The first section, entitled “The Twenty First Century Context” is all about the thoughts that went into writing the book in the first place and contemplation on the idea that if we don’t do anything about revitalizing and revolutionizing our current way of thinking and doing, we may not have a world fit enough to handle the future generations. It is basically a rather morbid description of the current state of world affairs and why it is important to understand that the power to change has to come from within one’s own self first and then propagate up the hierarchical levels.
This then moves on to “Individual Change”, which is the second section of the book, that in essence makes the self responsible for change, rather than passing the buck onto some other known or unknown, valid or invalid reason. Mr.Ram tries hard and successfully raises the very pertinent question that with all the technology and the knowledge at our ready availability, why we are becoming more and more lax towards our attitude towards self and community development.
Two important words, Sustainability and Consumption prop up in this section and then take the premise onto the next part, his basic idea being that if every individual performs every day to day task keeping the impact of these two words in his mind, he will automatically condition himself to consume less to contribute more towards sustainability.
The next part of the book i.e. “Structural Change” talks about taking this impact of consumption ON sustainability up the next hierarchal level, how people, families, communities, organizations, etc. can work together with the structure in place, i.e. the Government to bring about a change in which the world’s resources (both tangible and intangible) are consumed in a sustainable manner.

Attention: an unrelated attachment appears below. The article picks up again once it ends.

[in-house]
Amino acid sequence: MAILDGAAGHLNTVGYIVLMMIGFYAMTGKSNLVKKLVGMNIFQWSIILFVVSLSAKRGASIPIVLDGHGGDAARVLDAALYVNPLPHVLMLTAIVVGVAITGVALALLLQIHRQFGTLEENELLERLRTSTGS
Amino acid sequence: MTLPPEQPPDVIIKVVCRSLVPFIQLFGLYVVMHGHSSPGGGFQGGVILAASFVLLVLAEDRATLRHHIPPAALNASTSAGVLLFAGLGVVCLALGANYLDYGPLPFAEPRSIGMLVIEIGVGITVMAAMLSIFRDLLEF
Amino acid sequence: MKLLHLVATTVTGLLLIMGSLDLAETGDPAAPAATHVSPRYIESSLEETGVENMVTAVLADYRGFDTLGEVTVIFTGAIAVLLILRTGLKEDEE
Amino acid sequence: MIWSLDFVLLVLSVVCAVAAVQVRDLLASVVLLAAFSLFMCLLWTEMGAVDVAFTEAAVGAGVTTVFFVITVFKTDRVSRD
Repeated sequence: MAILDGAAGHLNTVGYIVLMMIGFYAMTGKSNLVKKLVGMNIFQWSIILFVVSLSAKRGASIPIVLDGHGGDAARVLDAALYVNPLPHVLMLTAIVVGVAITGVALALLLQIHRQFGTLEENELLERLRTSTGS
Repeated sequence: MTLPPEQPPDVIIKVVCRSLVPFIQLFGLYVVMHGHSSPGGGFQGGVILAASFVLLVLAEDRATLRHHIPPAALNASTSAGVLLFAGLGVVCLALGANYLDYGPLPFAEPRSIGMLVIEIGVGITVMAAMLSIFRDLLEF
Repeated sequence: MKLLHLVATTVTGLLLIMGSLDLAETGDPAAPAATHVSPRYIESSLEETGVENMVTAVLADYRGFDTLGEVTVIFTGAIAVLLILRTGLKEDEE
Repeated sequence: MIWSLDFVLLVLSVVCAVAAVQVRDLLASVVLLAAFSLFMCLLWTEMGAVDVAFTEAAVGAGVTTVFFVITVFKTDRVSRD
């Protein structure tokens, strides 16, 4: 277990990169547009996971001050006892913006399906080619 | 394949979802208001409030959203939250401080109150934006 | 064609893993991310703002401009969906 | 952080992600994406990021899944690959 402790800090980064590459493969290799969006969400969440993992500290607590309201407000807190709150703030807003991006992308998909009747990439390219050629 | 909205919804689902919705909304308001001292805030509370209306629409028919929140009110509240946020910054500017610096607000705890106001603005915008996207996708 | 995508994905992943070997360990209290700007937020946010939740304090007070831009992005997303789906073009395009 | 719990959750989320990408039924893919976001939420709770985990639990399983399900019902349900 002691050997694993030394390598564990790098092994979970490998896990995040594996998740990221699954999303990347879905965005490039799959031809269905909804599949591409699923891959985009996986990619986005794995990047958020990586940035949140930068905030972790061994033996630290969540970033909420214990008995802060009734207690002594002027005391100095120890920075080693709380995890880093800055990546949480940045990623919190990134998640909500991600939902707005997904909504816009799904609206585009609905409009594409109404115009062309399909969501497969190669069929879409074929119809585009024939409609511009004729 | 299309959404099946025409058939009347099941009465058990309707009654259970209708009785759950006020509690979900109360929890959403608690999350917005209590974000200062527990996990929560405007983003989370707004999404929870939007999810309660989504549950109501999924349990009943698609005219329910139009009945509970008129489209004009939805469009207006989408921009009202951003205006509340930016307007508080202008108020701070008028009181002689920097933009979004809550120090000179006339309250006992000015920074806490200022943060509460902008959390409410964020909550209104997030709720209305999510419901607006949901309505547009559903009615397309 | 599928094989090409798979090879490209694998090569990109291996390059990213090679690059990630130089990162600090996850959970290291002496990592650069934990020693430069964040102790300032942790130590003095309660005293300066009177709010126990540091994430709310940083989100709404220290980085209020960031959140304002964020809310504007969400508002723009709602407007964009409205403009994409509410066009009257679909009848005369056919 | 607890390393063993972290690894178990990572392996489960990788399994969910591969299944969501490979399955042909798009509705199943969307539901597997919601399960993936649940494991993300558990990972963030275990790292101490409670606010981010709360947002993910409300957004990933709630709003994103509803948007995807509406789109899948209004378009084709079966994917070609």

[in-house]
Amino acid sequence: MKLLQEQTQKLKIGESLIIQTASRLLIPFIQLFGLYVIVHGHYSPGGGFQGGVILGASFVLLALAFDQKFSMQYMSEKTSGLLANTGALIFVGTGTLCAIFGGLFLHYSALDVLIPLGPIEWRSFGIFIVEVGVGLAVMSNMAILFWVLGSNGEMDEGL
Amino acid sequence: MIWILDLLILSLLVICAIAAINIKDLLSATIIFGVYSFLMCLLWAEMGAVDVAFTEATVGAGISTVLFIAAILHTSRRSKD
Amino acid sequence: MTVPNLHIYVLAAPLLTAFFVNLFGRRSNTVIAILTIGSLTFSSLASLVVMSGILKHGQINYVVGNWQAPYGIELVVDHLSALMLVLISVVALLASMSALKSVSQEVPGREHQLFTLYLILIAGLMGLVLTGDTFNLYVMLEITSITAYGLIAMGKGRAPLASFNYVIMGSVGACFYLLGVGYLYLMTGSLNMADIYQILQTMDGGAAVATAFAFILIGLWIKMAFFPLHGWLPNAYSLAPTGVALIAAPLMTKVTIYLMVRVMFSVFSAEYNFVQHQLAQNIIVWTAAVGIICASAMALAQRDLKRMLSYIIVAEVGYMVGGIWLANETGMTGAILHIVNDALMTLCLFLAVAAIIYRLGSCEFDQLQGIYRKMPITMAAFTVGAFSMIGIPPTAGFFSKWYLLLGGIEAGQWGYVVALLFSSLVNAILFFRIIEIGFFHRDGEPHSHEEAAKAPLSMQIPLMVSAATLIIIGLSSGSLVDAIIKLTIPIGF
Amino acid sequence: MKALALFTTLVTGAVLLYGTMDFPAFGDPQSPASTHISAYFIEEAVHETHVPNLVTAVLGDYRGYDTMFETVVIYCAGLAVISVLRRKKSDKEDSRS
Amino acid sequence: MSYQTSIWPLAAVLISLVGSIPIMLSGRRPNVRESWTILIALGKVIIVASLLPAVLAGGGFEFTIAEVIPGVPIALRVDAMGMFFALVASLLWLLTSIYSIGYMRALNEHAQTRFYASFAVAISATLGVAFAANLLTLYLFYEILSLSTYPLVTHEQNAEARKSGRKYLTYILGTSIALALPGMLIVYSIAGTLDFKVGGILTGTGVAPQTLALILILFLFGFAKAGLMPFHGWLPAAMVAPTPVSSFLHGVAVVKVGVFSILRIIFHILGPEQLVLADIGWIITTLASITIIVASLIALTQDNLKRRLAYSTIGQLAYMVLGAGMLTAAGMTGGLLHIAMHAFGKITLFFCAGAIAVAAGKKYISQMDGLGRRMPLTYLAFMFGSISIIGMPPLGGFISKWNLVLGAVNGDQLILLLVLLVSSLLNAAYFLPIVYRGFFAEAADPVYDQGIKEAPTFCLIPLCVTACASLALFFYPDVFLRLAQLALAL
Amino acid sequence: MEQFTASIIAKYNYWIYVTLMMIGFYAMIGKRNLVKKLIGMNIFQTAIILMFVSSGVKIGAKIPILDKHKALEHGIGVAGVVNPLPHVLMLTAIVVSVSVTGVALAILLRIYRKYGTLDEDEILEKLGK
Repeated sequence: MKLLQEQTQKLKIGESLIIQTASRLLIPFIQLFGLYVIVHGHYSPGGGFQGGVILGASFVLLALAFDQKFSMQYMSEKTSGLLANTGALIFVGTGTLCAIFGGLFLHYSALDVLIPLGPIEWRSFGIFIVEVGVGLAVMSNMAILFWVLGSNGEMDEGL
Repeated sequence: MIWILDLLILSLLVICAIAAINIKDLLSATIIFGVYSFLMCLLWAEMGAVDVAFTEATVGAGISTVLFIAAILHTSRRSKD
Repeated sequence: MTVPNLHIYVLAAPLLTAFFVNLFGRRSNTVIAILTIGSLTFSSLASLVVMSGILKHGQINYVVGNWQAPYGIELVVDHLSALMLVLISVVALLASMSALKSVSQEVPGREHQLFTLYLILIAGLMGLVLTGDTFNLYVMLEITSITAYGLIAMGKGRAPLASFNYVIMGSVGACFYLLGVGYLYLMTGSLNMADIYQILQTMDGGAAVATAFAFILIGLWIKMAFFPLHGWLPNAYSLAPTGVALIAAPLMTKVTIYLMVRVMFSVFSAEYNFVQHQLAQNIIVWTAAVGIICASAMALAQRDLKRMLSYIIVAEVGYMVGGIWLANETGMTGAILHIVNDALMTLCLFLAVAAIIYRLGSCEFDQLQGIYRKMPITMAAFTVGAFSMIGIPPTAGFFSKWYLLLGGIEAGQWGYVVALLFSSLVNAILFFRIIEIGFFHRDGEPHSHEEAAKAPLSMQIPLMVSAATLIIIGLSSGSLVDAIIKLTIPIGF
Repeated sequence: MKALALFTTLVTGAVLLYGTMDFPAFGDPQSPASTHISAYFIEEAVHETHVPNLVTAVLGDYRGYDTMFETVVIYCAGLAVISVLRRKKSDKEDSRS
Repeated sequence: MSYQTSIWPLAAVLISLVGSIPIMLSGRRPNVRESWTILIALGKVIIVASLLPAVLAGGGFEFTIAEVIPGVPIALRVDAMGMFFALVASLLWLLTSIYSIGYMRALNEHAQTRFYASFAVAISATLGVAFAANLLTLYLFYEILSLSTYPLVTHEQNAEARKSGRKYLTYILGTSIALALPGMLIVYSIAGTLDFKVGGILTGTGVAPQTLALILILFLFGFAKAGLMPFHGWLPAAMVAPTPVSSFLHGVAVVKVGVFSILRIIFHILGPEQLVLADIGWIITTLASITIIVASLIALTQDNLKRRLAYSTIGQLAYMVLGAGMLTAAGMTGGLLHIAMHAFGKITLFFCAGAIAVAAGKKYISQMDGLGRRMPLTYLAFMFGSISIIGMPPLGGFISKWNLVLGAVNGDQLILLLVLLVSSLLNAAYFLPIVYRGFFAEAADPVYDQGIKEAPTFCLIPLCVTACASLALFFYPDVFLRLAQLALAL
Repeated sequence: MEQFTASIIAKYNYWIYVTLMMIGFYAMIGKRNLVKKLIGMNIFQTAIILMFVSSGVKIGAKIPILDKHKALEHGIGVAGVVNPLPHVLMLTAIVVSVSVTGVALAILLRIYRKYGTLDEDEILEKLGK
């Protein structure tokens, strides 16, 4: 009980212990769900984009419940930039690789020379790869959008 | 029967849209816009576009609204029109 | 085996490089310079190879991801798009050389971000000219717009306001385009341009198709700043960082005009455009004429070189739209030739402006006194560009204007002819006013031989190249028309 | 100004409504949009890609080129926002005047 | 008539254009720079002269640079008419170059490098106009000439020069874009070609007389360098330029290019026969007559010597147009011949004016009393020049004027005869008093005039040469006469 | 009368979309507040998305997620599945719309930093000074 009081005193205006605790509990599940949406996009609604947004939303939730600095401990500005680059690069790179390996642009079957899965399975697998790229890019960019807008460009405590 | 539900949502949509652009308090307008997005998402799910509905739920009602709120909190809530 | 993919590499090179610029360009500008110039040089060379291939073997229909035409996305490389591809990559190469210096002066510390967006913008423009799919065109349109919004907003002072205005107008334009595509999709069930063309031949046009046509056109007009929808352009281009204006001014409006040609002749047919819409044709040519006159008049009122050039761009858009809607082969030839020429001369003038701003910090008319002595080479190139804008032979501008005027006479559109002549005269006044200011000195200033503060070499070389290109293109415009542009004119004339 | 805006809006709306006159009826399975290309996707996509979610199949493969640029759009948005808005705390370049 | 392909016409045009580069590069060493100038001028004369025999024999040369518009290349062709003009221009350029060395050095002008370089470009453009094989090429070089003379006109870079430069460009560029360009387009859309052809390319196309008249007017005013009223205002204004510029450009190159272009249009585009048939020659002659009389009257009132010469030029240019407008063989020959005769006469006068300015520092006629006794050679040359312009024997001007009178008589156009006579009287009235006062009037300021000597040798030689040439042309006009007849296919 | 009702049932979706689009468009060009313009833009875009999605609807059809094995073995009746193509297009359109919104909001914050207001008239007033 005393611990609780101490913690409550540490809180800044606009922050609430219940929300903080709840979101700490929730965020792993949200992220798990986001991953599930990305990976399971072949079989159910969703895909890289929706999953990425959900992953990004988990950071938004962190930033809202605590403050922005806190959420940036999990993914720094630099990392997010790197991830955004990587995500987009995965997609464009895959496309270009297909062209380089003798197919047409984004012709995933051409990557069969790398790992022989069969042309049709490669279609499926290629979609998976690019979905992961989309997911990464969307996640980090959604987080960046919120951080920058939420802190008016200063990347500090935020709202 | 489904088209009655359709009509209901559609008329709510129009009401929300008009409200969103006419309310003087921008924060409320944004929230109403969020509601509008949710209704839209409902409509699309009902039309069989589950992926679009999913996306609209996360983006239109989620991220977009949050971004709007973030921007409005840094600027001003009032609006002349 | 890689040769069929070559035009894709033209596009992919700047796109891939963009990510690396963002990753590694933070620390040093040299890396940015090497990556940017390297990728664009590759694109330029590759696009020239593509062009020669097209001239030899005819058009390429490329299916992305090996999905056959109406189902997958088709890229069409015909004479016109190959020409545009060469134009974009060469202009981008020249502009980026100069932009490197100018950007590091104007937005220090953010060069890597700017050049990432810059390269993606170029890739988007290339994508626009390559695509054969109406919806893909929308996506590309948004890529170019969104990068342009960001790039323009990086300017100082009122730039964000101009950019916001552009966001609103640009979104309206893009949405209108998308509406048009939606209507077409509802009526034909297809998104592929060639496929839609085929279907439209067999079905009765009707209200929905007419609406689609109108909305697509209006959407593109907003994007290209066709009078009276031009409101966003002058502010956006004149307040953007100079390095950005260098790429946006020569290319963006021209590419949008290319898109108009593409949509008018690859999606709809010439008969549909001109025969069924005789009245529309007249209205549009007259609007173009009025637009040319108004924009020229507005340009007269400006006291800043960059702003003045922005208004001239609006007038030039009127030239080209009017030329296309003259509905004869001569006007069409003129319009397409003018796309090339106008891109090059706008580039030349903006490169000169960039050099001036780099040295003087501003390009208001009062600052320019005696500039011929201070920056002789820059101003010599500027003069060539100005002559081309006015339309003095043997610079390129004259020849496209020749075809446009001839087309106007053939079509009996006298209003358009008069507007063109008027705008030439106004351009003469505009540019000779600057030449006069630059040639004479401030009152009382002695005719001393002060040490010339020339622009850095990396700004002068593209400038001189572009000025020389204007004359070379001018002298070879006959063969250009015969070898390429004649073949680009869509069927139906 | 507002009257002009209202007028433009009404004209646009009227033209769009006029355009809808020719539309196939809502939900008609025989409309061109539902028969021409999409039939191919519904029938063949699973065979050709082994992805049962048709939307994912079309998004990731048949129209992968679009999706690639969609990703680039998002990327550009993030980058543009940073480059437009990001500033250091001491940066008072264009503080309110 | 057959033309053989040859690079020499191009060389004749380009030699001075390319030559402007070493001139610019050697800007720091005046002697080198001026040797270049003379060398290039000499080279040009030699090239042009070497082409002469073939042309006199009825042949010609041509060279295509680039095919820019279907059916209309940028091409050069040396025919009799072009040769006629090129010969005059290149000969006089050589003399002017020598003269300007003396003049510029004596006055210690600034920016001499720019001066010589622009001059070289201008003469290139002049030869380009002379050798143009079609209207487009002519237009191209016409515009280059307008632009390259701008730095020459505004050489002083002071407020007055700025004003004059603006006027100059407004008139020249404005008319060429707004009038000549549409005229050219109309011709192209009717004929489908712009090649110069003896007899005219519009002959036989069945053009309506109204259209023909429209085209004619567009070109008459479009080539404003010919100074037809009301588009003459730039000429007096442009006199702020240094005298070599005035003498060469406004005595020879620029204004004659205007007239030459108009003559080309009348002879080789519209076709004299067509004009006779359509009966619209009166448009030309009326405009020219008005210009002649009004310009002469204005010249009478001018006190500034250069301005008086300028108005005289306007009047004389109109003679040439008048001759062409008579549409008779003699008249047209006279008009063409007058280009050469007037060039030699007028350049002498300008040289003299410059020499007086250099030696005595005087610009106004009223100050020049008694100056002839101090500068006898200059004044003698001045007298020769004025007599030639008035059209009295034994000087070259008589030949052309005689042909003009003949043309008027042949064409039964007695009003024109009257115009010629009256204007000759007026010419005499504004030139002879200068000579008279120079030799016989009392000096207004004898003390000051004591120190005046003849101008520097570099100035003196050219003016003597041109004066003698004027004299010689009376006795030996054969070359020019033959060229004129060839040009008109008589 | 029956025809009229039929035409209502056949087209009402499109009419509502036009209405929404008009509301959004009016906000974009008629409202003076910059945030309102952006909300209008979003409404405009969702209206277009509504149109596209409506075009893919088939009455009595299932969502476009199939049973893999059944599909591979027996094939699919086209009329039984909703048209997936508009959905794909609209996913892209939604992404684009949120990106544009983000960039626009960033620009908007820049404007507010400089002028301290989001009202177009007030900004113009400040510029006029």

And ultimately, we are guided towards the Call to Action. This is actually my favourite part of the book, as it tells us about tangible things we can do to ensure a better life for ourselves and fellow humans.
What makes this bit the most interesting is the fact that this is based on real time examples, incidents and initiatives, from the authors own life as well as the people he has connected and corresponded with, from CEO’s like him to dignitaries in the world of entertainment, sports, etc. This part of the book is eminently relatable, and inspires readers to do the best they can for the cause of sustainability.
While I enjoyed reading this book (after the initial few hiccups!) what struck me was the fact that the author believes that change is possible only when we all aspire to be the perfect versions of ourselves, in an ideal society.
However, human beings are at best not perfect and at worst flawed, so to expect them to behave perfectly in all situations thus making all situations “perfect” is a bit too much of utopian ideology to manage. Perhaps a middle path needs to be suggested, when individuals need to be empowered to make decisions on right and wrong and follow them to the core and then face the consequences of those actions.
I found this book a fantastic attempt as a motivational guide for people in the so-called connected age, as it works on and builds on the idea that it is not just technology that connects people, it is ideas, thoughts and actions that work through and with this technology that connect people and will ultimately lead them to sustainability.
Once you get past the tech vocabulary and the penchant for using words that would definitely make an average reader (like me!) reach for a dictionary, it is clear that the idea of the book is extremely strong and very appealing, especially in a community driven nation like ours. Taking control of our thought process to guide them towards a sustainable future, this book will gently make you question your beliefs and your ideas, albeit in a positive, thought provoking way.